to be sustained, the tax position is then assessed to determine the amount of benefit to recognize in the consolidated financial statements. The amount of the benefit that may be recognized is the largest amount that will more likely than not be realized upon ultimate settlement. Any provision for income taxes includes the effects of any resulting tax reserves, or unrecognized tax benefits, that are considered appropriate as well as the related net interest and penalties.
Research and development tax credits received in the United Kingdom are recorded as a reduction to research and development expenses. The U.K. research and development tax credit is payable to the Company after surrendering tax losses and is not dependent on current or future taxable income. As a result, it is not reflected as part of the income tax provision If, in the future, any UK research and development tax credits generated are utilized to offset a corporate income tax liability in the United Kingdom, that portion would be recorded as a benefit within the income tax provision and any refundable portion not dependent on taxable income would continue to be recorded as a reduction to research and development expenses.
 
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Contingencies
Liabilities for loss contingencies arising from claims, assessments, litigation, fines, penalties, and other sources are recorded when it is probable that a liability has been incurred and the amount can be reasonably estimated. At each reporting date, the Company evaluates whether or not a potential loss amount or a potential loss range is probable and reasonably estimable under the provisions of the authoritative guidelines that address accounting for contingencies. The Company expenses costs as incurred in relation to such legal proceedings as general and administrative expense within the consolidated statements of operations and comprehensive loss.
Segment Information
Operating segments are identified as components of an enterprise about which separate and discrete financial information is available for evaluation by the chief operating decision maker, the Company’s chief executive officer, in making decisions regarding resource allocation and assessing performance. The Company views its operations and manages its business in one operating segment and does not track expenses on a
program-by-program
basis.
Recently Issued Accounting Pronouncements
In June 2016, the FASB issued ASU No.
2016-13,
 Measurement of Credit Losses on Financial Instruments
 (“ASU
2016-13”).
ASU
2016-13
will change how companies account for credit losses for most financial assets and certain other instruments. For trade receivables, loans and
held-to-maturity
debt securities, companies will be required to recognize an allowance for credit losses rather than reducing the carrying value of the asset. In November 2019, the FASB issued ASU No.
2019-10,
 Financial Instruments — Credit Losses (Topic 326), Derivatives and Hedging (Topic 815), and Leases (Topic 842): Effective Dates
 to amend the effective date of ASU
2016-13,
for entities eligible to be “smaller reporting companies,” as defined by the SEC, to be effective for fiscal years beginning after December 15, 2022, including interim periods within those fiscal years. Early adoption is permitted. The Company has not elected to early adopt ASU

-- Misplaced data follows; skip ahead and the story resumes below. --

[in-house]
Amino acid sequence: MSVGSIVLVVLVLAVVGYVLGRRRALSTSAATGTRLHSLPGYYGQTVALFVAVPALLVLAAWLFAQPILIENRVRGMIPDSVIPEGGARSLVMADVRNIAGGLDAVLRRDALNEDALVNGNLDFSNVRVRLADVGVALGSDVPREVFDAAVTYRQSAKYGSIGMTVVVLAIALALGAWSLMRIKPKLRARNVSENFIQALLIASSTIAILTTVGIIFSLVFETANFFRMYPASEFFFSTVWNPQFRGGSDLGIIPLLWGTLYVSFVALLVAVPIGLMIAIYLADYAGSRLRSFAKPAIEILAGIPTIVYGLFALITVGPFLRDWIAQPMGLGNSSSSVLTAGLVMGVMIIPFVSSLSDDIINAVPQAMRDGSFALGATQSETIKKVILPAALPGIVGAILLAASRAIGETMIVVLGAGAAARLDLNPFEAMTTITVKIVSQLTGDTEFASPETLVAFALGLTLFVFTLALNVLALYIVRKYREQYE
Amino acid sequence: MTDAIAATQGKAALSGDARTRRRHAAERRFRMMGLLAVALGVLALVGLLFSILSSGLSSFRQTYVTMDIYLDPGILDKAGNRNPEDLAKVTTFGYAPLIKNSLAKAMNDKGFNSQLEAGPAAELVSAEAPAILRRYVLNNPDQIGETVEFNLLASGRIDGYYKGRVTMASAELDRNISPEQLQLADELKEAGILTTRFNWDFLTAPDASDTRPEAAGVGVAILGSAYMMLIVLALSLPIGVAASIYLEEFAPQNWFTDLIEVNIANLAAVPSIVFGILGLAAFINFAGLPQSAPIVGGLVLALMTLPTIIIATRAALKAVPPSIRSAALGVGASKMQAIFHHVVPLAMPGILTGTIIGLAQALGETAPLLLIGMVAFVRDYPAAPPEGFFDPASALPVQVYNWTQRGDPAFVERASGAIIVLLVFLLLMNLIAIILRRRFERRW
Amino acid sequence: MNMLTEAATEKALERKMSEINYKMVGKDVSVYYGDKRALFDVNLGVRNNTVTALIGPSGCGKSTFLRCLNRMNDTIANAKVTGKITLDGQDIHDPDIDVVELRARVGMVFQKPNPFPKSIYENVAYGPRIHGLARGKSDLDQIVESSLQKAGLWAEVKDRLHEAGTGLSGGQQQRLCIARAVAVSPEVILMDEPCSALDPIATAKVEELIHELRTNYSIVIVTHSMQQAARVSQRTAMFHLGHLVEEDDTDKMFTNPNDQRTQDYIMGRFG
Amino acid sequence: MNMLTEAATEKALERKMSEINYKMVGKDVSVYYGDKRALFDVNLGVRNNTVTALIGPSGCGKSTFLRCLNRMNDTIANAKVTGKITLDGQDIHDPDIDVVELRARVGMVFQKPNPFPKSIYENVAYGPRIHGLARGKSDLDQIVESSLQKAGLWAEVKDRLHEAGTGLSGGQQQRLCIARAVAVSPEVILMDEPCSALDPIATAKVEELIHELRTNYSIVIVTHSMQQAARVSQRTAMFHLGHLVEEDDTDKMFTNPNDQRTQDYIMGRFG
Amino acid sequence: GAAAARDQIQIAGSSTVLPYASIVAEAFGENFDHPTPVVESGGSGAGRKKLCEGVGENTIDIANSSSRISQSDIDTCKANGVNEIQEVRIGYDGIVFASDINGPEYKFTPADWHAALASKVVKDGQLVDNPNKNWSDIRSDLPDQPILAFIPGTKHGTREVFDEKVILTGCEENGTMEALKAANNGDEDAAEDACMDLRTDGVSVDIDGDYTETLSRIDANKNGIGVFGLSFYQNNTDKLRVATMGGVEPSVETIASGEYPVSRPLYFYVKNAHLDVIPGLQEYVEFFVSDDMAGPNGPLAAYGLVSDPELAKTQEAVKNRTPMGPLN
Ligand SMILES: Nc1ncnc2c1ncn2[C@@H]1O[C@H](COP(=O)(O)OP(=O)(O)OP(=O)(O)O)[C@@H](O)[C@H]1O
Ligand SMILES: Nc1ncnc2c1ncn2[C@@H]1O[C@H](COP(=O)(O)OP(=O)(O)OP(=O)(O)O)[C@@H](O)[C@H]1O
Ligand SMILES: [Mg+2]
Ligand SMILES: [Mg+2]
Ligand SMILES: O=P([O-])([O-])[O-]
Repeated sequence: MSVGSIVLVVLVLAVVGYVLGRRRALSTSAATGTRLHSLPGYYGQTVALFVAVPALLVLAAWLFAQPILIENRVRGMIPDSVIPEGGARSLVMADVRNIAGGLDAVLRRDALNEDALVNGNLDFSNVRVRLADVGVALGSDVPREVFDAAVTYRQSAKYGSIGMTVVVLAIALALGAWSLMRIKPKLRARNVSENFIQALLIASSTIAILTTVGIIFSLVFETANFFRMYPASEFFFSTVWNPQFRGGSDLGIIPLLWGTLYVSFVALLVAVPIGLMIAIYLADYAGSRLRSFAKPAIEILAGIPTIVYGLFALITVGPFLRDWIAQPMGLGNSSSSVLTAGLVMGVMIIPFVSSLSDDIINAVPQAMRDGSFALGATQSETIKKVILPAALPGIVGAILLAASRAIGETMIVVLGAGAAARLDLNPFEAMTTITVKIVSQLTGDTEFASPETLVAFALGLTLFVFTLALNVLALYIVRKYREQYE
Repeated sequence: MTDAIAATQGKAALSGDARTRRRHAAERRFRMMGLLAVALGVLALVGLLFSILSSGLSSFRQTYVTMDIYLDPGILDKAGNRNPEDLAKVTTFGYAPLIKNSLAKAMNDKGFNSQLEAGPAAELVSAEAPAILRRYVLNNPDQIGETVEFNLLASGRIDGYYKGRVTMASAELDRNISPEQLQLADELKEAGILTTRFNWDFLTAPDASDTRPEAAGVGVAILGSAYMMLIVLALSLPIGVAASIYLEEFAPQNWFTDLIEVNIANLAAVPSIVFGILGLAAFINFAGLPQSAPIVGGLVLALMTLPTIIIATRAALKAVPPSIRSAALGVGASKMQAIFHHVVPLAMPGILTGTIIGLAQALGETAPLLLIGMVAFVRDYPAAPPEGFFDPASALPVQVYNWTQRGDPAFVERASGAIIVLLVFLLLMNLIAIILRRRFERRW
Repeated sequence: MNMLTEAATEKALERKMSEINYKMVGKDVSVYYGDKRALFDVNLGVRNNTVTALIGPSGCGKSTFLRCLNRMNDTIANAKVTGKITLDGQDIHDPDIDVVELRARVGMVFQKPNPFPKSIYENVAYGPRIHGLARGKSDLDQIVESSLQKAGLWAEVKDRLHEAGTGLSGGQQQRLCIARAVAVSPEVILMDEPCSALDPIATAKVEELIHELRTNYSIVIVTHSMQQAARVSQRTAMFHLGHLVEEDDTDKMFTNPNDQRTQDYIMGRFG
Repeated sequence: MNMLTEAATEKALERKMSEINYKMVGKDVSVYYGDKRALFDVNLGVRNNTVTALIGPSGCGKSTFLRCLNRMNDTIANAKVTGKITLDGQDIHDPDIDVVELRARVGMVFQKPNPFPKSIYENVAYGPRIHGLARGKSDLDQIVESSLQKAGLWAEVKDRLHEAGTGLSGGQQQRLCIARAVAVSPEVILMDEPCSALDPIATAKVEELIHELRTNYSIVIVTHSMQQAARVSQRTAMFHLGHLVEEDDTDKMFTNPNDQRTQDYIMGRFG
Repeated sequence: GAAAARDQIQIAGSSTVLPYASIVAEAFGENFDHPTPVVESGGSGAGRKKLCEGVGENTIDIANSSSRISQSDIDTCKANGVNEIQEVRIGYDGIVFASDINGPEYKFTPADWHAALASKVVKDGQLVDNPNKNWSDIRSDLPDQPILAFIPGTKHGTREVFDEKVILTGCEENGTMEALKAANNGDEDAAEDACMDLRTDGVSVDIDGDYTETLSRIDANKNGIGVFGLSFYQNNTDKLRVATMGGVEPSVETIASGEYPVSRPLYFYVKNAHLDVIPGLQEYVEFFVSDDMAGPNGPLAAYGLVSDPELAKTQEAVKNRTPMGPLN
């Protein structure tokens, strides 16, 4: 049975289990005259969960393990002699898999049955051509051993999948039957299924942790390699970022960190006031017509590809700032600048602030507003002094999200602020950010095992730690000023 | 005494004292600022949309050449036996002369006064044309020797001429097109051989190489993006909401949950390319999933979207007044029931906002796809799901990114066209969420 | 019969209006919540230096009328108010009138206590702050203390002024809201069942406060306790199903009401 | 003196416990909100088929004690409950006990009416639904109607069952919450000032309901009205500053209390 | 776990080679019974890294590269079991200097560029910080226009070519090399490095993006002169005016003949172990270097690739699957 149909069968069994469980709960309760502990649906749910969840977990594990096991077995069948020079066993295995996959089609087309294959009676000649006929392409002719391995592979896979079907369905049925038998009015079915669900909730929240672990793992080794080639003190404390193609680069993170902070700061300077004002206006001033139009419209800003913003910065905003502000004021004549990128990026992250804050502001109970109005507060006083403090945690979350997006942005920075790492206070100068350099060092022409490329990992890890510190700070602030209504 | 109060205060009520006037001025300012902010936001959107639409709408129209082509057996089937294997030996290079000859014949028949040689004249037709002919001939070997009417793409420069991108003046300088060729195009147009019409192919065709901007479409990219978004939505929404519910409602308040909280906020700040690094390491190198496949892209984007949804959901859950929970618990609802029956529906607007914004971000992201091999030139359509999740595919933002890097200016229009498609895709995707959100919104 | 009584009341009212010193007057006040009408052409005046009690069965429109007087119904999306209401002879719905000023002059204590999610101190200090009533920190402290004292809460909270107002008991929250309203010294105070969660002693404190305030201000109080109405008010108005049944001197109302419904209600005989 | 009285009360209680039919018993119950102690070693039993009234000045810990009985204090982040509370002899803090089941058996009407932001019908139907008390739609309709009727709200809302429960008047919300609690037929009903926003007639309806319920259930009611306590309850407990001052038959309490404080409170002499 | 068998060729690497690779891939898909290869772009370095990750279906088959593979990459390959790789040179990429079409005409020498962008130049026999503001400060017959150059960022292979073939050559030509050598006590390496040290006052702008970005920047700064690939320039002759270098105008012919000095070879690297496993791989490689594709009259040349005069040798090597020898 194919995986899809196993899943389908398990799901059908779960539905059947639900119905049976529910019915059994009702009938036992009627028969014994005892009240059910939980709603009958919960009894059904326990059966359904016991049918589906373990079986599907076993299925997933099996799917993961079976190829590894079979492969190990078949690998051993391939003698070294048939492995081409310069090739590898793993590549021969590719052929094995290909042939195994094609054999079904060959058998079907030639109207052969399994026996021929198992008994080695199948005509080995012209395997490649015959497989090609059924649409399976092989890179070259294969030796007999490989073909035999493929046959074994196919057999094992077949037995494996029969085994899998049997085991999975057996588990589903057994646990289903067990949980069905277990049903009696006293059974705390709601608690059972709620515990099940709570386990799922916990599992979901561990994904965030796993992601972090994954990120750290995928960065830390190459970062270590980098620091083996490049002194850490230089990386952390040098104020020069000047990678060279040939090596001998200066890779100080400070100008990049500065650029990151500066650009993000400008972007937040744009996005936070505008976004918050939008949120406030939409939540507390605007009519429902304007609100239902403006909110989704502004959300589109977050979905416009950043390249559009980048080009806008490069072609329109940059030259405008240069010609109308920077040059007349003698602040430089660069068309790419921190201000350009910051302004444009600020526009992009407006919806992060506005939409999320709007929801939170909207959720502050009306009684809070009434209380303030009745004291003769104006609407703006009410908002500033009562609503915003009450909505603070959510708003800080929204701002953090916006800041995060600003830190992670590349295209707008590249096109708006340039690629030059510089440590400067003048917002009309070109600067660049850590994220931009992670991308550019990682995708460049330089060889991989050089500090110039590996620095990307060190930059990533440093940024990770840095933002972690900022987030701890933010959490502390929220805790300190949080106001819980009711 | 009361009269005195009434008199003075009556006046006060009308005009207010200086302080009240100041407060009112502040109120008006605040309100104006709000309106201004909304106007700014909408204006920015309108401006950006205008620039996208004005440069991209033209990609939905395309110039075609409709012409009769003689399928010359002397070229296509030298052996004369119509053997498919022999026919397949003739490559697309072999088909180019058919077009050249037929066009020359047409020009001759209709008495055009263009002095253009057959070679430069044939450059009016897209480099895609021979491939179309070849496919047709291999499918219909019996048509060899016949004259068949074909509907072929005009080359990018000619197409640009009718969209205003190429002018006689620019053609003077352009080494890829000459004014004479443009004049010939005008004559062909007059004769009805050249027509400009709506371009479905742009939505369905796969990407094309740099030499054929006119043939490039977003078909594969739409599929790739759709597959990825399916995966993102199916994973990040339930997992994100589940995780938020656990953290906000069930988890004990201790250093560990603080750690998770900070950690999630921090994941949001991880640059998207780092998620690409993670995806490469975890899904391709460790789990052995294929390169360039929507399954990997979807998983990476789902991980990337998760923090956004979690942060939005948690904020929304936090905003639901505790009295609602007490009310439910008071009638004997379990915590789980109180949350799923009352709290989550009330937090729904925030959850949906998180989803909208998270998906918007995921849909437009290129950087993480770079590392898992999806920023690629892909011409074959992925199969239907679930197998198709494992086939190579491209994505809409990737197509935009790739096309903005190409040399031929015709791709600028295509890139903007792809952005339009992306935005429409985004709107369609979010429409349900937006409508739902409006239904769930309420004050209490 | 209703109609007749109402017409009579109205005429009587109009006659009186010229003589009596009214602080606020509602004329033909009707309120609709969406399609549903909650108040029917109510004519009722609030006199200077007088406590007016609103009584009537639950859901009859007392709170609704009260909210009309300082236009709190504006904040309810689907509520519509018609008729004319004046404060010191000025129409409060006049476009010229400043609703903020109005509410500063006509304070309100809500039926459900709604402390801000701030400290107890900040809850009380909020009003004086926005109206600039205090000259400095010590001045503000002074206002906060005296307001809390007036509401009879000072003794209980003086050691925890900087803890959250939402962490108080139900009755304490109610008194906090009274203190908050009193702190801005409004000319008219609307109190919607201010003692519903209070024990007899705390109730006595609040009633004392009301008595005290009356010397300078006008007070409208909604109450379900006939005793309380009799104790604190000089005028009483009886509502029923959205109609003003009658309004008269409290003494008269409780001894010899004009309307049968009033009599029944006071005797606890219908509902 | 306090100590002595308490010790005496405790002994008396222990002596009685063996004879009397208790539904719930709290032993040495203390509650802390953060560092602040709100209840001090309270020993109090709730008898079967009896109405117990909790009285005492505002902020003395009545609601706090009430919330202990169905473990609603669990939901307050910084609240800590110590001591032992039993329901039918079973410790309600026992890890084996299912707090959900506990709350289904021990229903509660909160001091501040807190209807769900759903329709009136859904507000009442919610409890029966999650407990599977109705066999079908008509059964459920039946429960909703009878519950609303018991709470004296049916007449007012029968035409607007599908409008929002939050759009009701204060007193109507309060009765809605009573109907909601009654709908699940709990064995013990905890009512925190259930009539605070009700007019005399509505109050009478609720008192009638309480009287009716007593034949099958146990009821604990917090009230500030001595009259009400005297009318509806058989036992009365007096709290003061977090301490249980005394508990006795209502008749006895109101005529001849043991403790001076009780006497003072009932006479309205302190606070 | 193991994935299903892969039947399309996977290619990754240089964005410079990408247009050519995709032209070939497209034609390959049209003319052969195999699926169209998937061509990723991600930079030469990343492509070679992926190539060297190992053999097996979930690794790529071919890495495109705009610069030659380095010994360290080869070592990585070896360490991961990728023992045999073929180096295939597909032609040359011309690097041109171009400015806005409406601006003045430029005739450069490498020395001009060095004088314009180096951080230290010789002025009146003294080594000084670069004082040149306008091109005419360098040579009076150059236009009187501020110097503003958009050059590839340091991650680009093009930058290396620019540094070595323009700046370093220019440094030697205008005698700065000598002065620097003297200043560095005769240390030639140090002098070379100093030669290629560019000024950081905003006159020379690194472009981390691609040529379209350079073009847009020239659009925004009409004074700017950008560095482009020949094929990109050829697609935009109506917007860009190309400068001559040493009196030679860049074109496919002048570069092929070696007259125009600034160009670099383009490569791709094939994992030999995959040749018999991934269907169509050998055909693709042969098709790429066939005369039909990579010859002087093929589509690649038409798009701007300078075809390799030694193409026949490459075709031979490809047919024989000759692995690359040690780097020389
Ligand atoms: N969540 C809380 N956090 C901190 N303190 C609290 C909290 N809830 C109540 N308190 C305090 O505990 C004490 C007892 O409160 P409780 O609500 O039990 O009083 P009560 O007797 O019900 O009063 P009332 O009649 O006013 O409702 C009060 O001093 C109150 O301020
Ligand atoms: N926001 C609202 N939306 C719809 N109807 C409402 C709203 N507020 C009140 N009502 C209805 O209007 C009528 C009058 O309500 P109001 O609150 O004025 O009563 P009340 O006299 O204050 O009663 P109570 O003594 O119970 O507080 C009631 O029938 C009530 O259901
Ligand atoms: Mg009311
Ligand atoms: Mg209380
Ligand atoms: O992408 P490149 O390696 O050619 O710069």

No. 2016-13.
The Company is currently evaluating the potential impact that the adoption of ASU
2016-13
will have on the Company’s financial position and results of operations.
2. Business Combination
As described in Note 1, on November 20, 2020,
F-star
Ltd completed a business combination with Spring Bank. For accounting purposes, the purchase price was based on (i) the fair value of Spring Bank common stock as of the Transaction date of $21.5 million, which was determined based on the number of shares of common stock issued in connection with the Transaction, and (ii) the portion of the fair value attributable to
in-the-money
fully and partially vested stock options and warrants.
 
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The purchase price is allocated to the fair value of assets and liabilities acquired as follows in the table below (in thousands, except shares of common stock and fair value per share):
 
Purchase Price Allocation
 
Number of
full
common shares
     4,449,559  
Multiplied by fair value per share of common stock
   $ 4.84  
    
 
 
 
Purchase price
   $ 21,536  
    
 
 
 
Cash and cash equivalents
   $ 9,779  
Marketable securities
     5,000  
Prepaid expenses and other assets
     935  
Operating lease right of use asset
     2,784  
Intangible assets
     4,720  
Goodwill
     10,451  
Accounts payable, accrued expenses and other liabilities
     (5,453
Contingent value rights
     (2,520
Liability and equity based warrants
     (422
Deferred tax liability
     (576
Operating lease liability
     (3,162
    
 
 
 
Fair value of net assets acquired
   $ 21,536  
    
 
 
 
3. Net Loss Per Share
The following table summarizes the computation of basic and diluted net loss per share of the Company for such periods (in thousands, except share and per share data):
 
Net Loss Per Share
 
    
For the Three Months Ended
June 30,
    
For the Six Months Ended
June 30,
 
    
2021
    
2020
    
2021
    
2020
 
Net loss
   $ (15,649    $ (6,462    $ (25,518    $ (13,621
Weighted average number shares outstanding, basic and diluted
     17,022,417        1,830,075        13,083,230        1,829,993  
    
 
 
    
 
 
    
 
 
    
 
 
 
Net loss income per common, basic and diluted
   $ (0.92    $ (3.53    $ (1.95    $ (7.44